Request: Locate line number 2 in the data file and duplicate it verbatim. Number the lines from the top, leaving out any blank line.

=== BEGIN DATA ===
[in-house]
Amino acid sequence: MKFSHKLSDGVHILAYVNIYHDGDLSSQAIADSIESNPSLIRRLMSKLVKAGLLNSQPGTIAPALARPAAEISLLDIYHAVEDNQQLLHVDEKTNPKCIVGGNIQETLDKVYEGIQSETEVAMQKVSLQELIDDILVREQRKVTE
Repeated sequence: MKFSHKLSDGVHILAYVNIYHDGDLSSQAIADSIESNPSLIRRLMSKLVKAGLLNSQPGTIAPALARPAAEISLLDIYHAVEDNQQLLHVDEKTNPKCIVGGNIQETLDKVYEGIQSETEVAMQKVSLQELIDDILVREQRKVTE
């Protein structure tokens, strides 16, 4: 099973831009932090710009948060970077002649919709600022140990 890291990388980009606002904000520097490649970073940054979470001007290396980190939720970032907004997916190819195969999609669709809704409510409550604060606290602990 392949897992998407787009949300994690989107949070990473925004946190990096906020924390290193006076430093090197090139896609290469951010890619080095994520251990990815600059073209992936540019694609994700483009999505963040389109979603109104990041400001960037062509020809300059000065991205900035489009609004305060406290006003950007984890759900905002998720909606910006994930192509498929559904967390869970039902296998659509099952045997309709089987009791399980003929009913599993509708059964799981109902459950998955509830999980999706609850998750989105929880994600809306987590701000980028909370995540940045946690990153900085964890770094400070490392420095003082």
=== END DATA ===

Amino acid sequence: MKFSHKLSDGVHILAYVNIYHDGDLSSQAIADSIESNPSLIRRLMSKLVKAGLLNSQPGTIAPALARPAAEISLLDIYHAVEDNQQLLHVDEKTNPKCIVGGNIQETLDKVYEGIQSETEVAMQKVSLQELIDDILVREQRKVTE